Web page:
For foodies, homesteaders, and dedicated vegetable gardeners, it is easy to squeeze as many different vegetables into our gardens as possible and let other plants go by the wayside. This is a mistake! Some of the most beautiful and productive gardens are a mix of food crops and flowers. Whether you want to be as self-sufficient as possible or have a passion for heirloom tomatoes, adding flowers to your vegetable patch has many benefits.
Flowers attract pollinators.
Many of our favorite vegetable crops, like squash, watermelons, tomatoes, eggplants, and peppers, rely on insect pollination to produce. These pollinators do an incredible job, too!
A look at greenhouse tomatoes found that those compared with pollination by a vibrating hand wand (a tool workers use to ensure pollination manually), tomatoes pollinated by buzz-pollinating bees had improved seed set and higher fruit weight.
Adding flowers to your garden and aiming to have something blooming throughout the season can help support these creatures and ensure they spend more time in your garden. You won’t get a good harvest without them.
Flowers may help reduce pest and disease issues.
Companion planting isn’t just an old wive’s tale! There’s much evidence that avoiding monocultures and mixing plants together can help reduce pest and disease issues. Creating mixed plantings can help significantly reduce how diseases and pests can spread through a crop.
Try specific pairings if you have a recurring issue. For example, research has shown that French marigolds help protect tomatoes from whiteflies.
You can also take a more broad approach. A study on large monoculture plantings found that adding wildflower strips was highly effective at reducing pests and plant damage.
There are many edible flowers available.
Growing flowers doesn’t mean that you have to give up productive food-growing space. There are plenty of edible flowers that you can use to make soothing herbal teas, toss in fresh salads, or decorate cakes. A few of our favorite edible flowers include nasturtiums, chamomile, breadseed poppies, echinacea, and hollyhocks.
You can use them to create shade.
Generally, we don’t want our flowers shading our vegetable crops, but occasionally we might. When we’re trying to stretch the season for cool-weather-loving crops like lettuce and kale, having a few taller flowers around can be helpful to create a bit of shade.
Growing as much of your food as possible is a wonderful goal. Hopefully, our above points illustrate that saving room for flowers can help with this goal. If you’re still not convinced that flowers deserve a bit of your garden, think about what you want your garden to feel like. Ultimately, gardens should bring joy. While vegetables are beautiful in their own right, tucking a few flowers in amongst the vegetables can make your garden a happier place to be.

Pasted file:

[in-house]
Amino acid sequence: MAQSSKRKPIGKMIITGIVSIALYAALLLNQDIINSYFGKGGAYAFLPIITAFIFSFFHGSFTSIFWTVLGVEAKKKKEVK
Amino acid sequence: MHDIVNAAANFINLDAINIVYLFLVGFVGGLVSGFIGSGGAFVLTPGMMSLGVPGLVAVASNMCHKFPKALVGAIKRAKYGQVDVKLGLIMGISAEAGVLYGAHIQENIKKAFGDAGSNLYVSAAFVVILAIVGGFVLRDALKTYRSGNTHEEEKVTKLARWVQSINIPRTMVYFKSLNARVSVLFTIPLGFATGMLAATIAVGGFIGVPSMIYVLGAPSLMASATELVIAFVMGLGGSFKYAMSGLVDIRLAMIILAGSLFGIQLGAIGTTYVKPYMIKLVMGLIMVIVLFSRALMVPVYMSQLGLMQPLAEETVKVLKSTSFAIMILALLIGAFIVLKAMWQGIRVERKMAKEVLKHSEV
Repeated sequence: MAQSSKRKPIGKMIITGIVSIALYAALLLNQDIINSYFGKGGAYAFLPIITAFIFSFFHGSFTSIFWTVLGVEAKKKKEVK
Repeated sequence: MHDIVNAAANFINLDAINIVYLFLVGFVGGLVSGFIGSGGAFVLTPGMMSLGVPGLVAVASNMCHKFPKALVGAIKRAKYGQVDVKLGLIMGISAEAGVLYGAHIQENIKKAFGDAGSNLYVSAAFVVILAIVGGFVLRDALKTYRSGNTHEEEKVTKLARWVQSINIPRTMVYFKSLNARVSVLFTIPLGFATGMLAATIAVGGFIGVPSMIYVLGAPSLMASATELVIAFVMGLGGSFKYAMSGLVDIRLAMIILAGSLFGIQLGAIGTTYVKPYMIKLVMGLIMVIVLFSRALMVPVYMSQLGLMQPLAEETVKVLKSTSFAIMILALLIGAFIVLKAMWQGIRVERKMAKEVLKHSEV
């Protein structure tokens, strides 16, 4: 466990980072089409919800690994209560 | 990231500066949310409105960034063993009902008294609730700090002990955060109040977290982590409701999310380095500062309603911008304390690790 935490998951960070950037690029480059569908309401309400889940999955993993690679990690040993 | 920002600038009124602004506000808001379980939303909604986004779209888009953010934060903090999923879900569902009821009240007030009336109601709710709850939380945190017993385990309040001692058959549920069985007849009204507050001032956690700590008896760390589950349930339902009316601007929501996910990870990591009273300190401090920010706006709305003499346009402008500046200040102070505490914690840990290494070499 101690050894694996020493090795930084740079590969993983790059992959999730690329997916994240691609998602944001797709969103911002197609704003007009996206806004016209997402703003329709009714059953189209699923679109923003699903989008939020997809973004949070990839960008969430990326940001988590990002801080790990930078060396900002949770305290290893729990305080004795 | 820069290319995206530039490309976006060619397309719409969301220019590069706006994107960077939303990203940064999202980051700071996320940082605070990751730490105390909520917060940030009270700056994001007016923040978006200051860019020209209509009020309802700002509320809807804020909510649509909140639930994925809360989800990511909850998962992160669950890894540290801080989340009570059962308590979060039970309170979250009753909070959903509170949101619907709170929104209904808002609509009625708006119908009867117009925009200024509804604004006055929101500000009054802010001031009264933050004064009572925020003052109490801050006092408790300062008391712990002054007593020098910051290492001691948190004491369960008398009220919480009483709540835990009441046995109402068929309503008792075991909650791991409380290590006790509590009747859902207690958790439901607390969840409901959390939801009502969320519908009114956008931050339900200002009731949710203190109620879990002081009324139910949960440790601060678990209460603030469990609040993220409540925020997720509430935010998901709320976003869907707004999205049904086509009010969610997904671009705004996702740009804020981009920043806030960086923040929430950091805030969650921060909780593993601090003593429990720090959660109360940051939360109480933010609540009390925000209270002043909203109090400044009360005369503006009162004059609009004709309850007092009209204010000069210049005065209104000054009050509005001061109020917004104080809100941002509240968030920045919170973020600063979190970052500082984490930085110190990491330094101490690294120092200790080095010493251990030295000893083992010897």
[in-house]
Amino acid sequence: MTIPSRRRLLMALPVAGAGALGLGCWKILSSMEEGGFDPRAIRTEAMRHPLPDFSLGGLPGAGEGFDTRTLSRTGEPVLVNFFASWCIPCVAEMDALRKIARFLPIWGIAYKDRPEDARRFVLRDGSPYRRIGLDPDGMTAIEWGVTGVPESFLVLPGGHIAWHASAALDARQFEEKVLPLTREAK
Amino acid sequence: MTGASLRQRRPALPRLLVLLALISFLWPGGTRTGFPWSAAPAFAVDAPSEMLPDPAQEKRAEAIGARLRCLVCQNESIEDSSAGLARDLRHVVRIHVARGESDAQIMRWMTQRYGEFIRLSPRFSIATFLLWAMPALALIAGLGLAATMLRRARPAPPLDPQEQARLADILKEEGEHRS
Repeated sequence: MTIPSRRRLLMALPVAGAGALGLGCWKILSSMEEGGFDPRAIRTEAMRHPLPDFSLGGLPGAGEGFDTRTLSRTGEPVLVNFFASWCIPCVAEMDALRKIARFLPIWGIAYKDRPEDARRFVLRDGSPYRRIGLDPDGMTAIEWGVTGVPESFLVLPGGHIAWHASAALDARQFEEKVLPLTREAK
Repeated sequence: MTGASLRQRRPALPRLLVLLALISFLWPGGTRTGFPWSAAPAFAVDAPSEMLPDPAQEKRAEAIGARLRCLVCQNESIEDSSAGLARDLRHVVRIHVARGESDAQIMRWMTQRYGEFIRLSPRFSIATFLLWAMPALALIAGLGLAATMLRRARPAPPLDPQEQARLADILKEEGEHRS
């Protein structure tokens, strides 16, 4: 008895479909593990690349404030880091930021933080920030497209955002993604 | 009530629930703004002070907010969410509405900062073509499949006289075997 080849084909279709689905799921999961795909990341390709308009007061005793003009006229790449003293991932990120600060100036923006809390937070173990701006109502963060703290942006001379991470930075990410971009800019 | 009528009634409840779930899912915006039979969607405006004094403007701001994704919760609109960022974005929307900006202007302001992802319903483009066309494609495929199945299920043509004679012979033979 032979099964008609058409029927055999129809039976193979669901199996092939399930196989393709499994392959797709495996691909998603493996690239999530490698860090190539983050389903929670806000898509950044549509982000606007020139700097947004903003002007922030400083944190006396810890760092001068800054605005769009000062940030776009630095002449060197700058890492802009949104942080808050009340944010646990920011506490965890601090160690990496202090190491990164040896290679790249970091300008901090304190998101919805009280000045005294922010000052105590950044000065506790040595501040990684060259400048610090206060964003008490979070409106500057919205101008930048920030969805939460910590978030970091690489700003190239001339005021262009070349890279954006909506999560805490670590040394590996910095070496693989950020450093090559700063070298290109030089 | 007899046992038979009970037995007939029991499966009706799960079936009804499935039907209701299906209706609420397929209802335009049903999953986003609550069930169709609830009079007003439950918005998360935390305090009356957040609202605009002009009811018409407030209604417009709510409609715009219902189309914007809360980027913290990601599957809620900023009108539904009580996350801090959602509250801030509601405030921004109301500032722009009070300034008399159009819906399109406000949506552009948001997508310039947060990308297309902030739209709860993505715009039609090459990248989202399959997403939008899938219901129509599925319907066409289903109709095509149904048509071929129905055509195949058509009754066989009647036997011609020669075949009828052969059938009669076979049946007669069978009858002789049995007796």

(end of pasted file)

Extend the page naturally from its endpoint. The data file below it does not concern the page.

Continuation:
Flowers can help provide habitat and food for wildlife.
While you probably know that pollinators are using your flowers for food, you may not be aware that they may use them for shelter, too. Some pollinators and beneficial insects use flower stalks or debris as shelter to overwinter or lay eggs.
Birds will enjoy the flowers in your vegetable patch, too. Songbirds enjoy perching on tall flower stalks and searching the seedheads of species like sunflowers and echinacea during the fall. They will also help pick a few pests off while they’re there. Of course, the charming Ruby-throated Hummingbirds of our area will also take advantage of blooms during the season.
Flowers can be low maintenance and affordable.
Growing flowers doesn’t have to be difficult or stressful. Some of the easiest flowers to start with are annuals like cosmos, marigolds, sunflowers, and zinnias. All four of these plants are easy to start indoors or direct sow. They grow fairly quickly and make a big impact in the garden.
These four are also easy to save seeds from, meaning you won’t need to purchase packets of seed each year, helping you cut costs. Given the opportunity, they also have a tendency to self-seed, and you’ll probably get a few volunteers, too!
If you don’t want to work on planting flowers every year, you can establish a few hardy perennials like coneflowers (echinacea), bee balm, salvia, or rudbeckia. Many of these options, such as the echinacea and rudbeckia, are also incredibly drought tolerant once established.
When you’re shopping for seeds this year, don’t forget to add a few flowers to your list! Flowers are easy to grow and can help you to have a healthier, more productive garden in 2024.